Happy New Year!!!
At the end of December, codeblog turned 9 years old. It amazes me that I’ve been doing this for that long. I was so excited when I was asked questions for the Reader’s Digest article “50 Things Your Nurse Won’t Tell You.” My comments appeared in print, and in the online version here and here.
For that last link, the quote was this:
“If you ask me if your biopsy results have come back yet, I may say no even if they have, because the doctor is really the best person to tell you. He can answer all your questions.”
This blog took issue with that comment:
“And still another nurse admits that the nurse might falsely say that biopsy results are not back, “because the doctor is really the best person to tell you. He can answer all your questions.” The physician may be the best person to tell you about some things, but he–or she–can’t necessarily “answer all your questions”; nurses are more expert about a number of aspects of patient care. “
I stand by my comment. If your biopsy results come back with a specific form of cancer that I know nothing about, I’m not going to march into your room and say, “Hey! You have cancer! Unfortunately I have no idea what they will do to treat it, if it even can be treated, or what your prognosis is. And no, I also have no idea when your physician will be in to discuss these things with you.”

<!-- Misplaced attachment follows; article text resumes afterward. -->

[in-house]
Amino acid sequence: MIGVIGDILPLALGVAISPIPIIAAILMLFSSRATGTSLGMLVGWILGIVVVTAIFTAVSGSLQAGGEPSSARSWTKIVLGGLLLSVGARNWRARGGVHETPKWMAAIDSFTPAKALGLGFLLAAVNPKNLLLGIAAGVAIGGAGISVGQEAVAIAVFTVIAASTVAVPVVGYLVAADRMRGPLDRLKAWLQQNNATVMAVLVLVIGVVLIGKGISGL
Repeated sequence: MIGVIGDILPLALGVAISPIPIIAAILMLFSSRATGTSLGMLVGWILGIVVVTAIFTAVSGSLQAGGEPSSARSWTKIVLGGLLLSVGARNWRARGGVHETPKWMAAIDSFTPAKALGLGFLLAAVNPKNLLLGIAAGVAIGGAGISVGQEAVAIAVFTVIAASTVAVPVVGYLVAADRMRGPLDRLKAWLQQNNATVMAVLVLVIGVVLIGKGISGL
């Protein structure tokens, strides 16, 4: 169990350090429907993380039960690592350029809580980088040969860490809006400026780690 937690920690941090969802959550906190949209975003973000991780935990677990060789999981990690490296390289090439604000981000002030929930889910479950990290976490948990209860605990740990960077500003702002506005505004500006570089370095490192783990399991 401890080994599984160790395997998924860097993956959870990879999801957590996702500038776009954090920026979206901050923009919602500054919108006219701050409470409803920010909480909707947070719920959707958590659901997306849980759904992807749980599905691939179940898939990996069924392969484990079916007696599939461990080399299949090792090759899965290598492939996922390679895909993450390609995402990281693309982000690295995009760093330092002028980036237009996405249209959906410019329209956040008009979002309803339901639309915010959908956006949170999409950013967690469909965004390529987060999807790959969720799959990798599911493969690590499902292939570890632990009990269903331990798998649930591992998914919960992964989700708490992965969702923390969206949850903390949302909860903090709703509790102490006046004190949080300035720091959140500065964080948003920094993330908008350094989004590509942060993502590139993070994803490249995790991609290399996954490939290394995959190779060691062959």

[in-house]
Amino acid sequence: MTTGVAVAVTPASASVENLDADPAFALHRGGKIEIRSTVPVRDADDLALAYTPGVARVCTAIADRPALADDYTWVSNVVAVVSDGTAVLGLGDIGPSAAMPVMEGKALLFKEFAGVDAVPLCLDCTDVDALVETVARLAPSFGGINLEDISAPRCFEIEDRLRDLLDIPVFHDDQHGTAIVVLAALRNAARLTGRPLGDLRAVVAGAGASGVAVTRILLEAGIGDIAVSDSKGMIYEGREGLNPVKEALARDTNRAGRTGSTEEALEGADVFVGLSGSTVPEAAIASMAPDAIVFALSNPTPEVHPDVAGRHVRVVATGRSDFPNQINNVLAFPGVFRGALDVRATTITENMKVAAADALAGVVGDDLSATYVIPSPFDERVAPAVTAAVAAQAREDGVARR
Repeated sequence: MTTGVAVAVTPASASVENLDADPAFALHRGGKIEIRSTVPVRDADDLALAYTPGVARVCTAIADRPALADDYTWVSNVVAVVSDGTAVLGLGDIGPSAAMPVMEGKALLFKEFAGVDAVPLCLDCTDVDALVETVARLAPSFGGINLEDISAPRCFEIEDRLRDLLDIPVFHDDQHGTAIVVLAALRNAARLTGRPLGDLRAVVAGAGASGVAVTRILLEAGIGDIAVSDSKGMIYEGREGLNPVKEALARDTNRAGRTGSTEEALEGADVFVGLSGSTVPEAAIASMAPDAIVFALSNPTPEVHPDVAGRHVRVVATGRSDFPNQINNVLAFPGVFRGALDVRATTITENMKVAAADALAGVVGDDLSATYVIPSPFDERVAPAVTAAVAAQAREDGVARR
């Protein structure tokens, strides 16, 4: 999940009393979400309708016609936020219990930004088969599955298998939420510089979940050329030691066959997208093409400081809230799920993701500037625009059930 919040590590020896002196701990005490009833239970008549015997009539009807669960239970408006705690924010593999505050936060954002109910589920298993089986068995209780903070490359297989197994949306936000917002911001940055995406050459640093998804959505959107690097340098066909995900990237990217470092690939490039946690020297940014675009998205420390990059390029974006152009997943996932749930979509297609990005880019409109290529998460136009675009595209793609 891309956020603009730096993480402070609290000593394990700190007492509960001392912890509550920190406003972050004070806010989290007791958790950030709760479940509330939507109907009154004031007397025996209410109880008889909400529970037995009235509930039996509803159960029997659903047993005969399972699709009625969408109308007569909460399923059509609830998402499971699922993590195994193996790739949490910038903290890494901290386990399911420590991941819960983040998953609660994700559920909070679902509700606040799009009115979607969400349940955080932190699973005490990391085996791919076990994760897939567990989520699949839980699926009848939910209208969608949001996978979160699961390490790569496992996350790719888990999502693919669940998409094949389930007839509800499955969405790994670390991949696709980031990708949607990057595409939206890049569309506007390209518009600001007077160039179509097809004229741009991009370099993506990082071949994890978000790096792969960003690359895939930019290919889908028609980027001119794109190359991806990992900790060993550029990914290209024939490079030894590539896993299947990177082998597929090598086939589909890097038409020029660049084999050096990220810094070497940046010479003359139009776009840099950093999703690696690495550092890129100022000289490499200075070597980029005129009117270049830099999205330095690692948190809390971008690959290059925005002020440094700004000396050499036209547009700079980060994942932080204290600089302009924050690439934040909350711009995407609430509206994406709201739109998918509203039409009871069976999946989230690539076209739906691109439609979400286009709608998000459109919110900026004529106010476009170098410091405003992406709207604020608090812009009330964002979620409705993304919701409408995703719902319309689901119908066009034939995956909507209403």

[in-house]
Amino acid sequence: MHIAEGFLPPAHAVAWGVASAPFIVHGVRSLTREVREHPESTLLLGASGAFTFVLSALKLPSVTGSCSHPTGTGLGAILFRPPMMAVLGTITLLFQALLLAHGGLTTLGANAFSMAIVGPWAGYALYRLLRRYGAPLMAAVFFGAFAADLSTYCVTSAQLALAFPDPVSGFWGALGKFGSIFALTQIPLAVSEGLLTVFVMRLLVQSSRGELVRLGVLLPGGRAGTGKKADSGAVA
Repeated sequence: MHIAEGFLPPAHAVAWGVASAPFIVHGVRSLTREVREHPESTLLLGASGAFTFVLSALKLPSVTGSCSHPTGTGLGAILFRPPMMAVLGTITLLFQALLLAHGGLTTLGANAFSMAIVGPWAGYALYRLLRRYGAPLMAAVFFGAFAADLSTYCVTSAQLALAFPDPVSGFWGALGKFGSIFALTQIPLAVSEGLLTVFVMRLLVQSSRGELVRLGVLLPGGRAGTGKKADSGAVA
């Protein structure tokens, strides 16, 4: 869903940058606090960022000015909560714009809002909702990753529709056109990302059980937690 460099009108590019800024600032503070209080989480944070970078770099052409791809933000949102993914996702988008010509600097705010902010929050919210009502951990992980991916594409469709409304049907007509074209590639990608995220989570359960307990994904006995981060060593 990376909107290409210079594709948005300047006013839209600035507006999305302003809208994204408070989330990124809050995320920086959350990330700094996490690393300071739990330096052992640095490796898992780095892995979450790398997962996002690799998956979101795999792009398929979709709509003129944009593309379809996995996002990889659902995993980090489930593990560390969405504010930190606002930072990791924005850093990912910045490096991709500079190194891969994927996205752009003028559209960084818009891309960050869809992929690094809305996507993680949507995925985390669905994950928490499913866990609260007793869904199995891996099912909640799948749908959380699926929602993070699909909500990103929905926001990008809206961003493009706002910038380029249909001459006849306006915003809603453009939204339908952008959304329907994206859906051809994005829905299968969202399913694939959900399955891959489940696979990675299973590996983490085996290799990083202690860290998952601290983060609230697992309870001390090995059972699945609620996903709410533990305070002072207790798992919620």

There have definitely been times in my life that I have just wanted to know. But I think those times have been fairly straightforward. I would have probably paid good money for someone, anyone, to call me with my betaHCG results when I was having symptoms of a miscarriage, but instead I had to wait for the doctor to call. No one else would tell me. But I had already done hours and hours of reading about what those numbers would mean and felt fairly prepared to interpret them on my own. Every minute I had to wait was agony.
I think things would be different if I had no idea what to do with the results. I would most likely be okay waiting a few extra hours for some results if I could get them from the doctor who could then answer my questions rather than have someone less knowledgeable report them.
Then again, maybe there’s something to be said for getting results and having a chance to do my own research so that I would have a chance to let the information sink in and be able to come up with appropriate questions. I guess it’s a grey area.
Anyway, I was completely tickled to be in Reader’s Digest. My grandmother read a LOT and I spent a lot of time with her when I was younger. I also started reading a lot, and she had many books around. When I went through all the books, I asked her what I could read next and she found a box of old Reader’s Digests for me to go through.
I (metaphorically) devoured them. I remember one had a story about the Titanic and what happened hour-by-hour. I read that probably 5 or 10 times. Every issue had several interesting things to read. She renewed her subscription and I was so excited when an issue would arrive.
I think she would be so proud that my name was in RD. I wish she were here so I could show her.